Cheeky Cell C advert crass, but not offensive: ASA

Cell C recently launched an advertisement which features a dog ‘humping’ a man’s leg every time he is taken advantage of.

Following its release, it attracted a massive number of complaints at the Advertising Standards Authority of South Africa (ASA).

The ASA said some of the complaints argued that the commercial was offensive due to its sexual content.

Complainants said a dog performing a sexual act is unsuitable for children to be exposed to, while others raised concerns about possible animal cruelty.

Advertising agency FCB Joburg responded on behalf of Cell C, arguing that children would not be able to understand the link between the dog’s behaviour and a person being “taken advantage of”.

It added that Cell C always intended for the ad to be flighted after 20:30, but a “sports package” it bought resulted in unintentional audience spillover.

Offending against “good taste and decency”

The ASA said that although some people might find the commercial crass, it is satisfied that the obvious metaphor would not be lost on the average consumer.

It found that the ad was not in contravention of the offence clause in the advertising code.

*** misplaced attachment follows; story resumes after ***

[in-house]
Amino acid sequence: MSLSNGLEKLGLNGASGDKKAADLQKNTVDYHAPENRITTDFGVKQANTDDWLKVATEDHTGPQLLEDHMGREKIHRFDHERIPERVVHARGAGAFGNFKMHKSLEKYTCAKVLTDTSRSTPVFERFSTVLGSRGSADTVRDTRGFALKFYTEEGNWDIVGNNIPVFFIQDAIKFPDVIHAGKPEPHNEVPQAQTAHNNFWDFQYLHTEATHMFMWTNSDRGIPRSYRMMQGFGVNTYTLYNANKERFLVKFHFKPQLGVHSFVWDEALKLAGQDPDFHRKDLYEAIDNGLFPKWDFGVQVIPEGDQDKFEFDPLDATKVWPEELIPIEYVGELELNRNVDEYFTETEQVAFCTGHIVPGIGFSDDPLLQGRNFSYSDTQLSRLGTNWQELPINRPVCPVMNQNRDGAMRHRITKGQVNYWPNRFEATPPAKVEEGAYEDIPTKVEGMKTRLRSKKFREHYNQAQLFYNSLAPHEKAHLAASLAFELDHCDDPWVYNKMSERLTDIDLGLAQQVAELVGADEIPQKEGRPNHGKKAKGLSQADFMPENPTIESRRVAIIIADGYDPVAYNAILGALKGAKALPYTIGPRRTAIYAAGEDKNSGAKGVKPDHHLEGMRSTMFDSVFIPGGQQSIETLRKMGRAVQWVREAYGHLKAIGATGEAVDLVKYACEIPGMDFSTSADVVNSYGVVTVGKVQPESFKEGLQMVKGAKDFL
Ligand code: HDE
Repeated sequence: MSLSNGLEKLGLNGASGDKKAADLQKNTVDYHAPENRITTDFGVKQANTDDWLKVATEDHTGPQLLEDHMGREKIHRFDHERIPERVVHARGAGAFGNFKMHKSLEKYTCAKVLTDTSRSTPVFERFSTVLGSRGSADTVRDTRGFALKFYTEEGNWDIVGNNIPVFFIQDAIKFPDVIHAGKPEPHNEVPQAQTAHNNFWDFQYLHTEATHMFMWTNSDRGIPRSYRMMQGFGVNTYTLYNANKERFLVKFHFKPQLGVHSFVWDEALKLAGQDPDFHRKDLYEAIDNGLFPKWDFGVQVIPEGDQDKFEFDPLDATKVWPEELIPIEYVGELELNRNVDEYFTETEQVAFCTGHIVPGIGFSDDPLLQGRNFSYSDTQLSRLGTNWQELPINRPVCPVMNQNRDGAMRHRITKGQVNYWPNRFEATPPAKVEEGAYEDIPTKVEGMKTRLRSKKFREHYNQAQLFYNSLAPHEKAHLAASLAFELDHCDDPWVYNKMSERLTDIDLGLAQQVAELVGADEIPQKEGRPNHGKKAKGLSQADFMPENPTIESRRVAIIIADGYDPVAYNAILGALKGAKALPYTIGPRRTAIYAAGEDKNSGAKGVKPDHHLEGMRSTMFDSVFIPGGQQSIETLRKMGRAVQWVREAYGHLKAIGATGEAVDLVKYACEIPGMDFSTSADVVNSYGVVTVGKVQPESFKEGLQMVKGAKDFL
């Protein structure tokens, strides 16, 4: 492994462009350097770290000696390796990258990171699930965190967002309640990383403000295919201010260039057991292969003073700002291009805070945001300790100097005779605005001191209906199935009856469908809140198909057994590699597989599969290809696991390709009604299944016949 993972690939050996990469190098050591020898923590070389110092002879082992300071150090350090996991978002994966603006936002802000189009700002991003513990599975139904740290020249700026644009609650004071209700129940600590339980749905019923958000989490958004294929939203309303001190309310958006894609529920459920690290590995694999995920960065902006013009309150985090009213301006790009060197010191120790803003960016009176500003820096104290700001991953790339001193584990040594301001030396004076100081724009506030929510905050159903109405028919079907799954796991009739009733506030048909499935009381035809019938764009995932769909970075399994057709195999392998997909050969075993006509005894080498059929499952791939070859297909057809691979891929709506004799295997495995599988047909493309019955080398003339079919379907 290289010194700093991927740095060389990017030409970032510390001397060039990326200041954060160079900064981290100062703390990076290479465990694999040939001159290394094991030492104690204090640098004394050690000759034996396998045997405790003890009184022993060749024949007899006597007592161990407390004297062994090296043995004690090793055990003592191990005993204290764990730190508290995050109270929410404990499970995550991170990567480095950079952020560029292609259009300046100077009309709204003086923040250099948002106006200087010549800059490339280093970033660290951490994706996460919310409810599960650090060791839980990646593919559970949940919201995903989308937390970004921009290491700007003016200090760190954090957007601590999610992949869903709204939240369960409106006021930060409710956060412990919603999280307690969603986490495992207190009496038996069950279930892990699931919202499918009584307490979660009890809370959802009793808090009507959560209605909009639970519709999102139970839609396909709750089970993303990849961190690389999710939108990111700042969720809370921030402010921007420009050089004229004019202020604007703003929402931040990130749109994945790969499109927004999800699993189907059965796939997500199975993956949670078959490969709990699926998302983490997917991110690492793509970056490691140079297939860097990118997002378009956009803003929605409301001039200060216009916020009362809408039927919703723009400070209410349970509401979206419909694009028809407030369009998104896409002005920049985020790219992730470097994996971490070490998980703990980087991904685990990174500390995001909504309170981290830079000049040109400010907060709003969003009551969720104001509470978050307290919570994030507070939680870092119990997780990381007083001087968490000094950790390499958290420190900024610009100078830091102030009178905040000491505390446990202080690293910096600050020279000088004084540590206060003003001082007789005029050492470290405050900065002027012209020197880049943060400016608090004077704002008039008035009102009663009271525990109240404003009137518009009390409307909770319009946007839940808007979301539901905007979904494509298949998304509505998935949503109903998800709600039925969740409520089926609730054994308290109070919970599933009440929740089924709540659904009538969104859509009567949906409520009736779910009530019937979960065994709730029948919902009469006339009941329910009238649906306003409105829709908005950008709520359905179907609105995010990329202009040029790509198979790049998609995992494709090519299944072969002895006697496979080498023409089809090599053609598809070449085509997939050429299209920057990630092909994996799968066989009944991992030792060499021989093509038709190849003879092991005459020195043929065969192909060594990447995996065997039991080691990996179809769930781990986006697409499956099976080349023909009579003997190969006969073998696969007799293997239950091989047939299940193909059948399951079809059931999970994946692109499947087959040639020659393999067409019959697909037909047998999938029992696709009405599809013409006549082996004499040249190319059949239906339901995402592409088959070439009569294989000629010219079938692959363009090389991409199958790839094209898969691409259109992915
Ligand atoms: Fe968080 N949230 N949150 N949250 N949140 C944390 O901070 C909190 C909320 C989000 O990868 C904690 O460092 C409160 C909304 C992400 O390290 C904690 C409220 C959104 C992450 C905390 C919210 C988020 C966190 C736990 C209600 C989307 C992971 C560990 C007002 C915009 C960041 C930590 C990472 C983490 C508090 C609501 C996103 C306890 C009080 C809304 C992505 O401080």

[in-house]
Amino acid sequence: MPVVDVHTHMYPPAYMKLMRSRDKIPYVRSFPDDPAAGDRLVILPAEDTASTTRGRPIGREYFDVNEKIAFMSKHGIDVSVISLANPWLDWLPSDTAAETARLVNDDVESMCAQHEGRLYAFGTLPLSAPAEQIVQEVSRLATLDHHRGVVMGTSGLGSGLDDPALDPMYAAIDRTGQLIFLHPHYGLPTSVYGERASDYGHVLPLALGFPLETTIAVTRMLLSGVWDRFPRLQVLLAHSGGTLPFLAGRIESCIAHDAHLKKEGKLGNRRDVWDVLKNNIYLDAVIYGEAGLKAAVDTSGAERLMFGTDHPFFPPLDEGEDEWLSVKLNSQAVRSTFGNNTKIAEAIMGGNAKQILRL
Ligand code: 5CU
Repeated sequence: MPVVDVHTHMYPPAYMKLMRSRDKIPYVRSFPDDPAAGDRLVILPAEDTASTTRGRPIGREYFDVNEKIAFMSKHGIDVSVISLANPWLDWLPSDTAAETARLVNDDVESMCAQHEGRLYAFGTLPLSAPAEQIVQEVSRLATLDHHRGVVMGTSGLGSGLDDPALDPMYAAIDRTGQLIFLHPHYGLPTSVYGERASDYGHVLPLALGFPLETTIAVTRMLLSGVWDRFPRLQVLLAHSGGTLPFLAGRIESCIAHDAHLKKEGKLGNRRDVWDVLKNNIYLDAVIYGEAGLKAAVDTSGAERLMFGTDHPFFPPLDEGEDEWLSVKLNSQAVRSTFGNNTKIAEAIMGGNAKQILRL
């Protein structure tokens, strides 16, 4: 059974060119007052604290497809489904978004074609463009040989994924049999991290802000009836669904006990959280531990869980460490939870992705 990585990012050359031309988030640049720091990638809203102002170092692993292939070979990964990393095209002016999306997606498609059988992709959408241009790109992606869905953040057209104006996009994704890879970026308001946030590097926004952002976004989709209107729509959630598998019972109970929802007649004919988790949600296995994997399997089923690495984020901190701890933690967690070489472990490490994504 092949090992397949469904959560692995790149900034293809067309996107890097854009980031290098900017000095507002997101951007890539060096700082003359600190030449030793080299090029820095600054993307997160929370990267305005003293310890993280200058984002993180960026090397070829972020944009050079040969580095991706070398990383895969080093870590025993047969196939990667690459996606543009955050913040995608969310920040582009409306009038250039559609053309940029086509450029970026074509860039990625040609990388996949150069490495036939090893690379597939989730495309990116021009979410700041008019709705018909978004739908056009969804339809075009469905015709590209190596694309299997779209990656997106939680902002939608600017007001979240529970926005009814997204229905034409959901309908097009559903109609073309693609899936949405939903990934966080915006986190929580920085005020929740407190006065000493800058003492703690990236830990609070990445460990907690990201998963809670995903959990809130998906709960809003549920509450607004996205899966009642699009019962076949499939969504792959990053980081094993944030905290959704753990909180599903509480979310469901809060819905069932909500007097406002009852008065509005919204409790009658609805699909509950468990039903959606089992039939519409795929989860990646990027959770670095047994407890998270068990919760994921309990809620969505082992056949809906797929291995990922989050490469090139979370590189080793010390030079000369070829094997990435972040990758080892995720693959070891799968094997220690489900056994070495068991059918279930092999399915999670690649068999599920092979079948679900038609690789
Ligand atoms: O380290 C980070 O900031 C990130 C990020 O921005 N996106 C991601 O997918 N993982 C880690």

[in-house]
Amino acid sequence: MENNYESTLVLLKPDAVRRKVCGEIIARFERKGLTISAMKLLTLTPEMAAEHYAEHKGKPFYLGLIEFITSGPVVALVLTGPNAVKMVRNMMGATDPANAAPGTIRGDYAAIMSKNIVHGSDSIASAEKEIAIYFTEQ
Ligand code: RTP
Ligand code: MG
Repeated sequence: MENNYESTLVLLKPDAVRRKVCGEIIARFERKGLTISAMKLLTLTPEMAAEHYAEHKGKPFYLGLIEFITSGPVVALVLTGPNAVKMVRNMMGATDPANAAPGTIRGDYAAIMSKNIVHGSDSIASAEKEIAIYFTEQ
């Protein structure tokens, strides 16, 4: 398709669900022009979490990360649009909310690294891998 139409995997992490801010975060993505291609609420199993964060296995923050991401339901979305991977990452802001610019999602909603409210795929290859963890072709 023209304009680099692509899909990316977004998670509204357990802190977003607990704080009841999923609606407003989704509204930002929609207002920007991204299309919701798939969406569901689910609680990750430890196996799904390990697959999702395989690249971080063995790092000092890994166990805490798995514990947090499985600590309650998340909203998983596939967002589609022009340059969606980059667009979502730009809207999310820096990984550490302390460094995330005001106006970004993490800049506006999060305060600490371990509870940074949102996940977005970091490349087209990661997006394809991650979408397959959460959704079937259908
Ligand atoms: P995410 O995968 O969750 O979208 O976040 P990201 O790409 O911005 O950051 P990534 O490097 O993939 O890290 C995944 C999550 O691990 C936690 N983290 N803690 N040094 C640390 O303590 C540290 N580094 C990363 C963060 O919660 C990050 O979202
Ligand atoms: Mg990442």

On the issue of the commercial being inappropriate for children, the ASA accepted Cell C’s undertaking to only flight the ad after the so-called “watershed period” – between 20:00 and 05:00 on subscription TV services, and 21:00 and 05:00 on free-to-air TV.

Animal cruelty

Regarding the claims of animal cruelty, Cell C submitted a film welfare compliance certificate which said that shooting of the commercial was done under inspection of an animal welfare inspector.

It went on to assure that a real dog wasn’t used to perform the “humping”.

The ASA subsequently dismissed all complaints, and reminded Cell C to only air the ad during the watershed period.

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Cheeky Cell C advert crass, but not offensive: ASA